My month is arriving for the Threadheads Bee and we’re going to be making Dresden Plate blocks. We will be following Oh Frannson’s tutorial over at Sew, Mama, Sew.
I decided to make a mini tutorial showing a few more of the steps for those who haven’t done this before. (This was my first time making this block and it was much easier then I thought!) I also have a shortcut for the wedges, which I know is not technically correct but, hey, I
am lazy like less work.
When you get your package it will have 20 wedges already cut, the circle for the center and the 16.5″ square background piece. You will need a scrap piece to use when making the circle center. I found that step to be the most challenging part of making this block. I recommend doing a couple sample runs to get comfortable with making the circle. That helped me a lot!
Up first is how I ‘cheated’ when doing my wedges. I chose not to sew the ends to create the point but instead just folded the corners and pressed. Repeat for all 20 wedges. (click to enlarge, and try not to gasp at my nasty ironing board cover!)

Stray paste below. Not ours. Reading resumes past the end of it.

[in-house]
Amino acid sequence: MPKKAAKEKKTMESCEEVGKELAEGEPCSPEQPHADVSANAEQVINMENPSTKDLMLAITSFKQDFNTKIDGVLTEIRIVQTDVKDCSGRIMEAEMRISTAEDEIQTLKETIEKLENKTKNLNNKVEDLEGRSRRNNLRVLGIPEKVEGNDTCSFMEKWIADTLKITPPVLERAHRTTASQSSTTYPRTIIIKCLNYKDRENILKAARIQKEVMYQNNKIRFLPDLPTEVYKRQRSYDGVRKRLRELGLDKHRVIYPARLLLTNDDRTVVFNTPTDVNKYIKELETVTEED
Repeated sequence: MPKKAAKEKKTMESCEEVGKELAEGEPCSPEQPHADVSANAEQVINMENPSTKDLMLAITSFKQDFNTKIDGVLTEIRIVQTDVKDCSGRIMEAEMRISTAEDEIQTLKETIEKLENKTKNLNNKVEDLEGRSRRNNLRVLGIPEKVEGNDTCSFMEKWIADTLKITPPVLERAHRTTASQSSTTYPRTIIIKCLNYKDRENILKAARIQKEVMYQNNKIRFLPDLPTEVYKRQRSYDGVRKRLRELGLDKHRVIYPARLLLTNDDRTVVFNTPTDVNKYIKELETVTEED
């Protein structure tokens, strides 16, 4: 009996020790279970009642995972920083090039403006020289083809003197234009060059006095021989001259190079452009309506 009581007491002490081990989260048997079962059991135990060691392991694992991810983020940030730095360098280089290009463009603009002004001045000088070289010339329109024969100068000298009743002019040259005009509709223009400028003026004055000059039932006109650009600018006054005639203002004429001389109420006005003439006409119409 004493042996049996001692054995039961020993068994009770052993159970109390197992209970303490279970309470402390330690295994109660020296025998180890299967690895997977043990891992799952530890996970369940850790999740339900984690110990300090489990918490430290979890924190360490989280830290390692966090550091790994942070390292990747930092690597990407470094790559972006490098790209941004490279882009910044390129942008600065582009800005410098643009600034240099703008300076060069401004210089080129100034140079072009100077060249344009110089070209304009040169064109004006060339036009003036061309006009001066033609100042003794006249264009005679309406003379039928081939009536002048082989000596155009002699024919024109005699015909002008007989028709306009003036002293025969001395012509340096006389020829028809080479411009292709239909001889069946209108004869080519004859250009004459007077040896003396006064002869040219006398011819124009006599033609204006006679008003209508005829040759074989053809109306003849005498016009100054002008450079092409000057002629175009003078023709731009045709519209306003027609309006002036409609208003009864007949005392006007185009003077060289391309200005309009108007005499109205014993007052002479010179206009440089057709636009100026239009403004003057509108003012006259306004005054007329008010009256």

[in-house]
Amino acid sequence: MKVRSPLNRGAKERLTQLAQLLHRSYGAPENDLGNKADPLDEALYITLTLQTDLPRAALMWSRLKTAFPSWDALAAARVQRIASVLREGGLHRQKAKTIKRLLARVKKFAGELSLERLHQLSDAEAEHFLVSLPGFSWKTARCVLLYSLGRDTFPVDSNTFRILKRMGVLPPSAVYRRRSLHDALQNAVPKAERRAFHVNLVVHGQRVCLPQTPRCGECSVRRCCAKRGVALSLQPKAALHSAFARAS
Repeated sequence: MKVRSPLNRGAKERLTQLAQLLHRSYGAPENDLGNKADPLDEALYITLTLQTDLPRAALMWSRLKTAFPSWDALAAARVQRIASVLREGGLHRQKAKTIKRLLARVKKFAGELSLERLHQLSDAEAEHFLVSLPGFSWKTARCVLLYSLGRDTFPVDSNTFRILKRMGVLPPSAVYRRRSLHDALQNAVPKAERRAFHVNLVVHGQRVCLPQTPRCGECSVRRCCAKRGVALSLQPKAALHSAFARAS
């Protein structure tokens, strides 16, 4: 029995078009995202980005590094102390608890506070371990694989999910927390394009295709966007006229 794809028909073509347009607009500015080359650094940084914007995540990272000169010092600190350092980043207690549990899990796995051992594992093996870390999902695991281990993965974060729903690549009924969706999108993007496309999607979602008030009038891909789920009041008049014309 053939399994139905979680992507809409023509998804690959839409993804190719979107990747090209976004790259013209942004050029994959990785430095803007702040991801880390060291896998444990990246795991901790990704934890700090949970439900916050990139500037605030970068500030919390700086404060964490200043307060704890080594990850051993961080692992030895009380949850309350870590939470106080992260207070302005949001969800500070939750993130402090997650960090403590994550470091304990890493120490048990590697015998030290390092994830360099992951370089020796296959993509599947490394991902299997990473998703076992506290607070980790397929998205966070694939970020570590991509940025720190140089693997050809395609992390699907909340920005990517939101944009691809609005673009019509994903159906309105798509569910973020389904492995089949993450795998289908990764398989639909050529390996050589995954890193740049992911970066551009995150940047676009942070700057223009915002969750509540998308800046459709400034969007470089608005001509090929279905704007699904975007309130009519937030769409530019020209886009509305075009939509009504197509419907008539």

Once you have all of your wedges done, go ahead and lay them out how you would like them to look. We will be following the ‘real’ tutorial for this part by taking the 10 wedges on the right and sewing them together and then the 10 wedges on the left.
Make sure to line up the top corners, sew a 1/4″ seam, press to the left (or right) and repeat!
(click to enlarge)
After you’ve finished the two sets of 10, go ahead and line them up right sides together and sew the last two seams. Same as before. You will end up with something like this.
You will follow the same steps in the original tutorial for centering your plate on the background. Press (being careful not to stretch things) and pin really well to make sure things don’t move around. I prefer that you just straight stitch around the perimeter and the circle. I’m not really crazy about the zigzag/satin stitch.
If looking at the plate like a clock I pinned at 12, 3, 6 and 9 around the block and then added one in between each for a total of 8 pins around.
I then pinned around the inner circle five times.
I sewed around the outer edges with a straight stitch and pivoted at each corner (with needle always down when turning) all the way around.
(click to enlarge)
I followed Elizabeth’s tutorial the rest of the way out to make the circle. I hope this helps some and that you enjoy making this block! I know my little girl is so EXCITED about her ‘purple-y flower quilt’.
Thank you for helping make it for her!